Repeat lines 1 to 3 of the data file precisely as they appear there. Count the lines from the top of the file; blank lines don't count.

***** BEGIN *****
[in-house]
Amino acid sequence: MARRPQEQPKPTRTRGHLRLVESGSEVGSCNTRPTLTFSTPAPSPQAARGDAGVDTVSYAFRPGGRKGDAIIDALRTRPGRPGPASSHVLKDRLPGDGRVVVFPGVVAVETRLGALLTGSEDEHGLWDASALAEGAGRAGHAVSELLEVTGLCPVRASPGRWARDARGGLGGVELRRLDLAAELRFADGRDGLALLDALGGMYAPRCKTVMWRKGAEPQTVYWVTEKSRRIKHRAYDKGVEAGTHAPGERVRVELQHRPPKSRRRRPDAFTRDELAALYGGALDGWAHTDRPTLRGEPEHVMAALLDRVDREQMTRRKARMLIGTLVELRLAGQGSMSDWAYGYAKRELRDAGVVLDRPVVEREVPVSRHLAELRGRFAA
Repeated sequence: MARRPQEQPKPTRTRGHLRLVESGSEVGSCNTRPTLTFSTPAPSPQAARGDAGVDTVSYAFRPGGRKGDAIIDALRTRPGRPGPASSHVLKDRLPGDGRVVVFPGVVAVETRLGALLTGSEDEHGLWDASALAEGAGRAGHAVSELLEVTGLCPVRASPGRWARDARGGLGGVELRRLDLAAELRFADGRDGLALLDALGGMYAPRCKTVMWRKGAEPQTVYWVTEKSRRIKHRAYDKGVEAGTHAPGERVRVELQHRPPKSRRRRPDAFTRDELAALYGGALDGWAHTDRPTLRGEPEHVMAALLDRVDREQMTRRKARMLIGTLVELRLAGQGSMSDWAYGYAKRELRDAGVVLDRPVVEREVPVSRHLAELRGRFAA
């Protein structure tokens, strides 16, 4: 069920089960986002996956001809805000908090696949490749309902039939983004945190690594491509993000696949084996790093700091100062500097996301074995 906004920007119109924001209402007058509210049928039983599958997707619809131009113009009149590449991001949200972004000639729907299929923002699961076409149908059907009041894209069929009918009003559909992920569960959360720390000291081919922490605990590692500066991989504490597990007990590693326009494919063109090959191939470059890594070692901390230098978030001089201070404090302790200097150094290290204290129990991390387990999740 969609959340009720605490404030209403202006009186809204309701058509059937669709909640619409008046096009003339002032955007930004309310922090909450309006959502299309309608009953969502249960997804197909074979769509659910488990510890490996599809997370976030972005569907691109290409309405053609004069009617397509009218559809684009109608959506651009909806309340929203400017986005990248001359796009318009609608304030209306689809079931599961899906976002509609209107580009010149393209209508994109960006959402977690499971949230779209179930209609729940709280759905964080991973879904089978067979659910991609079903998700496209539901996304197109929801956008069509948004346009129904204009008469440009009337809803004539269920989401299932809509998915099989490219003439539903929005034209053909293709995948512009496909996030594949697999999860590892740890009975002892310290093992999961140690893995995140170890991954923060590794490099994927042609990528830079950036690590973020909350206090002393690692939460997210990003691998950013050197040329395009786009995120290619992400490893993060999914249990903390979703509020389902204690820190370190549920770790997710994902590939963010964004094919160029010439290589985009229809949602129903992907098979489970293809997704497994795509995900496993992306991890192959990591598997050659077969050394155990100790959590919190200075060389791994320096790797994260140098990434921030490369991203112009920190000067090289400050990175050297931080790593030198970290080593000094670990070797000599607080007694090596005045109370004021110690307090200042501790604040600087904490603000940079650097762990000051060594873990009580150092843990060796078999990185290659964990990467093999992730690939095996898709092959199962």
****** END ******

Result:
[in-house]
Amino acid sequence: MARRPQEQPKPTRTRGHLRLVESGSEVGSCNTRPTLTFSTPAPSPQAARGDAGVDTVSYAFRPGGRKGDAIIDALRTRPGRPGPASSHVLKDRLPGDGRVVVFPGVVAVETRLGALLTGSEDEHGLWDASALAEGAGRAGHAVSELLEVTGLCPVRASPGRWARDARGGLGGVELRRLDLAAELRFADGRDGLALLDALGGMYAPRCKTVMWRKGAEPQTVYWVTEKSRRIKHRAYDKGVEAGTHAPGERVRVELQHRPPKSRRRRPDAFTRDELAALYGGALDGWAHTDRPTLRGEPEHVMAALLDRVDREQMTRRKARMLIGTLVELRLAGQGSMSDWAYGYAKRELRDAGVVLDRPVVEREVPVSRHLAELRGRFAA
Repeated sequence: MARRPQEQPKPTRTRGHLRLVESGSEVGSCNTRPTLTFSTPAPSPQAARGDAGVDTVSYAFRPGGRKGDAIIDALRTRPGRPGPASSHVLKDRLPGDGRVVVFPGVVAVETRLGALLTGSEDEHGLWDASALAEGAGRAGHAVSELLEVTGLCPVRASPGRWARDARGGLGGVELRRLDLAAELRFADGRDGLALLDALGGMYAPRCKTVMWRKGAEPQTVYWVTEKSRRIKHRAYDKGVEAGTHAPGERVRVELQHRPPKSRRRRPDAFTRDELAALYGGALDGWAHTDRPTLRGEPEHVMAALLDRVDREQMTRRKARMLIGTLVELRLAGQGSMSDWAYGYAKRELRDAGVVLDRPVVEREVPVSRHLAELRGRFAA